Wado-ryu. 'Harmony/Peace way School'. A style of Karate-Jujutsu developed by Ohtsuka-Hironori 10th Dan Meijin (1892-1982). Wado-ryu is a compound of Ju-jutsu and Shuri-te Karate, and was recognised as an independent style in 1934. Wado-ryu is reputed to be one of the fastest and most efficient forms of combat in the world; emphasis includes the fundamental principles and concepts of 'Nagasu, Inasu (Kawasu), Noru, and Irimi'. The founder was responsible for introducing partner-work fighting routines and Wado-ryu was also the first style to practise Jiyu-gumite (sparring) as part of the training. There are estimated to be over 350,000 Wado-ryu members practising in Europe alone and over 1.5 million worldwide.
On the surface Wado-ryu looks very similar to styles of karate such as Shitoryu or Shotokan, etc. However, there are some important differences.
It may be argued that Wado-ryu is purely a Jujutsu style rather than an Okinawan style of Karate. When first registered with the Japanese Dai-Nippon-Butoku-Kai in 1938 the style was called Shinshu Wadoryu Karate-Jujutsu, a name which reflects the hybrid nature of Wado. Wado-ryu's founder Hironori Ohtsuka was already a licensed practitioner in Shindo Yoshin Ryu 新道揚心流 and Yoshin Koryu Jujutsu when he first met the Okinawan karate master Funakoshi. After having received tutelage of not only Funakoshi but later also the Okinawan masters Mabuni and Motobu, he set off to merge Shindo Yoshin Ryu with Okinawan Karate.
The result of Ohtsuka Meijin's efforts is Wado-ryu. While its techniques may be very much karate in looks, most of the underlying principles have been derived from Shindo Yoshin Ryu Ju Jutsu. A block in Wado may look much like a block in Shotokan; they are nevertheless performed from a completely different perspective. A Shotokan practitioner is likely to force an incoming fist out of the line of attack. A Wado expert, on the other hand, will rather move himself out of the line of attack while taking up a position that will gain him an advantage over the opponent. Both ways will look almost similar to the untrained eye, but couldn't be further apart when considering the tactics behind them. Key in Wado-ryu is the principle of tai-sabaki, often wrongly referred to as evasion. The Japanese term can be translated as body-management and refers to body manipulation so as to move the defender as well as the attacker out of harm's way. The way to achieve this is to move along rather than to move against. Or, harmony rather than strength.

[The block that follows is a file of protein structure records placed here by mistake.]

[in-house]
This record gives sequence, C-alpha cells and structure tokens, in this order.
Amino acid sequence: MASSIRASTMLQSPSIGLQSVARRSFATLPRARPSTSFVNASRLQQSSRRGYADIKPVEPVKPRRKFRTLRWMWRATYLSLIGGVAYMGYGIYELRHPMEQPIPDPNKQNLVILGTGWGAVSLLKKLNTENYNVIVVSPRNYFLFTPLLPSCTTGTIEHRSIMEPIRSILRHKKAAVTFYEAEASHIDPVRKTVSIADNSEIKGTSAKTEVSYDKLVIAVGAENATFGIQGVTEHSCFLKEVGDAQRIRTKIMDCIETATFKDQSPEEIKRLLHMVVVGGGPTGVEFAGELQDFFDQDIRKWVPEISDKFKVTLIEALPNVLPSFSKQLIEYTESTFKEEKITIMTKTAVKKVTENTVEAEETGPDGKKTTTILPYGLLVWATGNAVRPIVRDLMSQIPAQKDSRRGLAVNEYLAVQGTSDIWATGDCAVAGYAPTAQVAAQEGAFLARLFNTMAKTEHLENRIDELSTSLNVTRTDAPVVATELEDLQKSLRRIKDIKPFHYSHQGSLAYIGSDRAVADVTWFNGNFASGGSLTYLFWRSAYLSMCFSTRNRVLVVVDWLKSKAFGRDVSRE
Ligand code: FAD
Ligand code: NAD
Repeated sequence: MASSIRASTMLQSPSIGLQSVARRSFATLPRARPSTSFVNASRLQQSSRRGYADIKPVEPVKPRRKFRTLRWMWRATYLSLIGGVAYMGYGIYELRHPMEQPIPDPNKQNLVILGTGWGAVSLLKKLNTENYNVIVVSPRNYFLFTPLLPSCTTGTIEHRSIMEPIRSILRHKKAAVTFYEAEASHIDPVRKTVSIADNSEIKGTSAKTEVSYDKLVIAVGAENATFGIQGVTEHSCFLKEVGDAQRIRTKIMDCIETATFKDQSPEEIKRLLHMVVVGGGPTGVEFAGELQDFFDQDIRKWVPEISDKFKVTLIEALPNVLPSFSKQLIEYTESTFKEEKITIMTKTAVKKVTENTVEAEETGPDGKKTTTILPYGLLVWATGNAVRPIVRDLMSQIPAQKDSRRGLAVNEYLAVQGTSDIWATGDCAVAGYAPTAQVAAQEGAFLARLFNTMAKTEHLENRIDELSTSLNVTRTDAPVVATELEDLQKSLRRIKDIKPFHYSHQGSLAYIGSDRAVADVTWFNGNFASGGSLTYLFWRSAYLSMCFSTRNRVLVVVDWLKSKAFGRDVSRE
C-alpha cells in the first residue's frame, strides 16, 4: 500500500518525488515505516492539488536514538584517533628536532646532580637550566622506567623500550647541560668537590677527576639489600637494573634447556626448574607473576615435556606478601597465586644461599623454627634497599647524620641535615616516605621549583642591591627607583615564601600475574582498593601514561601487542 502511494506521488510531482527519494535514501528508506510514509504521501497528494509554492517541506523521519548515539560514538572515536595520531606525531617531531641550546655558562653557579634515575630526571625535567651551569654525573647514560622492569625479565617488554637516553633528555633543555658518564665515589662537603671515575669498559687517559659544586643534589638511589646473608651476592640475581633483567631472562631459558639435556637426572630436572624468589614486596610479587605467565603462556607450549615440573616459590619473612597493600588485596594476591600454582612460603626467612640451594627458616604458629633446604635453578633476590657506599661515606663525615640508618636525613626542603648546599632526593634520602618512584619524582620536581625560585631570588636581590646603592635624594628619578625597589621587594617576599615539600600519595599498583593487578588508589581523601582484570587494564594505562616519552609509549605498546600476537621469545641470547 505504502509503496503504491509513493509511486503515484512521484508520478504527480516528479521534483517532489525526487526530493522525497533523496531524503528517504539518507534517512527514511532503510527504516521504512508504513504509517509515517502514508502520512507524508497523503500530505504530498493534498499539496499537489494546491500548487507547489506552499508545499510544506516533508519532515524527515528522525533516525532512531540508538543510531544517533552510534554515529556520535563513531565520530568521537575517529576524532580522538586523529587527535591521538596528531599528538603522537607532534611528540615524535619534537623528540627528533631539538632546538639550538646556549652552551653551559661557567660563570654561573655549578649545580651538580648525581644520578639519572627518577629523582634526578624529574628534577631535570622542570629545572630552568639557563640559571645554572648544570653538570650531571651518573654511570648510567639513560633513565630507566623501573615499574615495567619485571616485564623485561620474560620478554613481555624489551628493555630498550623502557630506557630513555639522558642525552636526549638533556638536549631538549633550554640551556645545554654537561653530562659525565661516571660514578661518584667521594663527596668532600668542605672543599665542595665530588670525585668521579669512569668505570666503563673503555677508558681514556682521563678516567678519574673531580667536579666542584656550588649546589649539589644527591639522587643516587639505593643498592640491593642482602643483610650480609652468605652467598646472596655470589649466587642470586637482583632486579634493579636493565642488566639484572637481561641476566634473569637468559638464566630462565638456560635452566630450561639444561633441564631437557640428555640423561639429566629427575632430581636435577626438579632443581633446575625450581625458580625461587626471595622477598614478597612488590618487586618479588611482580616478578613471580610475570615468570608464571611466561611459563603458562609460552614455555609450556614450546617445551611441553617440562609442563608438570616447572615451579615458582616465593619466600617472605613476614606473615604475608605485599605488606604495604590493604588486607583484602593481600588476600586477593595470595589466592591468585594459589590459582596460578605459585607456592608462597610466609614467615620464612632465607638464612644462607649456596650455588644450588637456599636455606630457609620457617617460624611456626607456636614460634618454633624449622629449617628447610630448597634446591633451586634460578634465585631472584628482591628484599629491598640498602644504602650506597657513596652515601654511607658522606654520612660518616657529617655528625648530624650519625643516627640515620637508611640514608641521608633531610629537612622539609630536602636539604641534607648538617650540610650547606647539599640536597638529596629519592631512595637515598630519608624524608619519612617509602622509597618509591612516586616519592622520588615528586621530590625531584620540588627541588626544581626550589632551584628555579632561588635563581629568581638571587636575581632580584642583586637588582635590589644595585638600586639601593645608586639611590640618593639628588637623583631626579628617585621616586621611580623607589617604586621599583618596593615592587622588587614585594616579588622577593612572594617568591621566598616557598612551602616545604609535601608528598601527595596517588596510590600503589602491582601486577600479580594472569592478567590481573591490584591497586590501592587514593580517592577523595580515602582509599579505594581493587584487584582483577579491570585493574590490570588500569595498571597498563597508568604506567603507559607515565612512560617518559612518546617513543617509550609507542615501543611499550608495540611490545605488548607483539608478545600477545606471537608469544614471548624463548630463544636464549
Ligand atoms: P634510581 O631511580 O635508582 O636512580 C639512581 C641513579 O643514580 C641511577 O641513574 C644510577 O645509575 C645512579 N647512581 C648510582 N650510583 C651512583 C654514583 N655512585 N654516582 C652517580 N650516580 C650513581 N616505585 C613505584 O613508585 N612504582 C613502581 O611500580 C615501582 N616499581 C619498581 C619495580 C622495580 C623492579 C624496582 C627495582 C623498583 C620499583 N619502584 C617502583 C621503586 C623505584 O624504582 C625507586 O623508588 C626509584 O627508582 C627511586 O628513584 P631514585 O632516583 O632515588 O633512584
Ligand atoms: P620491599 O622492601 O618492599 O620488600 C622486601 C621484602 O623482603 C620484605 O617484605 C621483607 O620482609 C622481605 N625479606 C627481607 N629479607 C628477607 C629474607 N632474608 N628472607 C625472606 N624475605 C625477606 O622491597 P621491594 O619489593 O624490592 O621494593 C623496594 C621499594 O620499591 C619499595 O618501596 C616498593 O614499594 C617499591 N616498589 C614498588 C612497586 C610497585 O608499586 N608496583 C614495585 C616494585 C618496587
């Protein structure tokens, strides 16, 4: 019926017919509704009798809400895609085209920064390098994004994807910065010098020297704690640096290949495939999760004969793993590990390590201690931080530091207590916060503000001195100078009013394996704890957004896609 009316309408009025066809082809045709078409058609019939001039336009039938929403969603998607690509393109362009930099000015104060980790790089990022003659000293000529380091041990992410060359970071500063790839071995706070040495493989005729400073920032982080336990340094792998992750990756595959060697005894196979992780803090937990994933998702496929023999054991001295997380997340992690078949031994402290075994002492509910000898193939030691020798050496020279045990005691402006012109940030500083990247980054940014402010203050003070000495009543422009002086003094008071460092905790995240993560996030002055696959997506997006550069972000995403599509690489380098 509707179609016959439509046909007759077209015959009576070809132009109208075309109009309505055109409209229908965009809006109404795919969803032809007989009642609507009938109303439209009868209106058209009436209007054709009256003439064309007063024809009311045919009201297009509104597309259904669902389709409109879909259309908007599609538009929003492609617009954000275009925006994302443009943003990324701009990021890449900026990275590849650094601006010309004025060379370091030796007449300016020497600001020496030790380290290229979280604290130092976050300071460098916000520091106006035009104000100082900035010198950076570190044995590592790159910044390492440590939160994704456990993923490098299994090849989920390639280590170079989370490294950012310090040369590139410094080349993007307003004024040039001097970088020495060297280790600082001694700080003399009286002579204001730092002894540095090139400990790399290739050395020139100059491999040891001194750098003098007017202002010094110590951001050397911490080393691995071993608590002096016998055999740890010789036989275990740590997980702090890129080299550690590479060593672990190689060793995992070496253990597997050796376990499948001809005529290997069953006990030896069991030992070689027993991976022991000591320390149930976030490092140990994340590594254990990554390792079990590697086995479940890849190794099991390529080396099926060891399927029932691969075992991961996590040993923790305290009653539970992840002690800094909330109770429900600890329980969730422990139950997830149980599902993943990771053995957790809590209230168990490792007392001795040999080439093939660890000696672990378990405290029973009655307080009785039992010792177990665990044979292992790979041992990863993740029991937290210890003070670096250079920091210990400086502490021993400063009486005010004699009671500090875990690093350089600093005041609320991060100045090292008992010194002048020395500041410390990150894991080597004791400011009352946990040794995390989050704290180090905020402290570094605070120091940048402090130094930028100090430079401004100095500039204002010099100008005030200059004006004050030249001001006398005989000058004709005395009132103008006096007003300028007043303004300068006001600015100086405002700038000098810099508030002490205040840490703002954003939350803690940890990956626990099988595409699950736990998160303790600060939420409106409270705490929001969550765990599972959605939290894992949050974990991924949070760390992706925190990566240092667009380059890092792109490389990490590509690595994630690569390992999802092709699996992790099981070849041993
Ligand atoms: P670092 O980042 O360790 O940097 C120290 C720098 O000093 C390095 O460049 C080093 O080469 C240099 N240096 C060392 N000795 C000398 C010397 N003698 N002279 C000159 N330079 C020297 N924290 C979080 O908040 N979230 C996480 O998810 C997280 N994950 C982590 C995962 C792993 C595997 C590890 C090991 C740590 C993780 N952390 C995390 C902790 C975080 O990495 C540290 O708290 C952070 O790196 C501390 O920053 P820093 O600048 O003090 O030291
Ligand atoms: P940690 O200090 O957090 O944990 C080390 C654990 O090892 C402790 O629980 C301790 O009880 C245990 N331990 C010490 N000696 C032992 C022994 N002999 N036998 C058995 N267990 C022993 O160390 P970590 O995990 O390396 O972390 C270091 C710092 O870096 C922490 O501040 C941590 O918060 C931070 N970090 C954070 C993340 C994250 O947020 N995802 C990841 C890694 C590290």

Perhaps the nature of Wado is better understood when considering its Jujutsu origins. In 17th century Japan, a young physician departed on a journey to China. His name was Yoshitoki Akiyama. During his stay in China he learned Chinese healing methods as well as Chinese fighting techniques. After a while Akiyama returned to Japan and retreated in a monastery where he devoted himself to meditation. During those days he also practiced and perfected his technique. One snowy day during winter, Akiyama sat gazing at a willow tree. It suddenly occurred to him that the willow tree, unlike some other trees, didn't have any broken branches, despite the heavy snow. The willow branches simply yielded and allowed the snow to fall off. Sturdier trees with unyielding branches suffered much heavier from the elements of nature. After this revelation he developed 303 techniques which became known as Yoshin Ryu Jujutsu or Willow Heart Style. Yoshin Ryu later evolved into Wado-Ryu but the fundamental yielding principles have still been preserved.
The term Wado-ryu can be broken into three parts: Wa, do and ryu. Wa can be read to mean harmony. Do is a Japanese term for way. Ryu simply means style. Wa or harmony shouldn't be interpreted as pacifism in any way. It is merely the acknowledgment that yielding is sometimes more effective than brute strength.
However, modern karate competition tends to transform Wado-Ryu away from its roots towards a new generic karate that appeals more to the demands of both spectators and competitors.
From April 1st, 1981, after the split-up of Wadokai, Hironori Ohtsuka Sensei changed the name of his organisation into Wado-Ryu Karatedo Renmei, with Renmei meaning 'group' or 'federation'. After his death in 1982, his son Jiro Ohtsuka continued the style under his leadership. He became the second grandmaster of Wado Karate and honoured his father by taking the name Hironori Ohtsuka II.
A third major International Wado organisation, Wado Kokusai (Wado International Karate Federation), was founded in 1989 by Tatsuo Suzuki Sensei. Arguably another of the largest Wado groups in the UK is the British Wado Federation, founded by, Gary E Swift (8th Dan) Shihan. Created from the British Wado Federation, which was established in 1976, and founded during another major split in Wado when Gary E Swift Sensei left the UKKW, under Suzuki Tatsuo Hanshi, in 1989.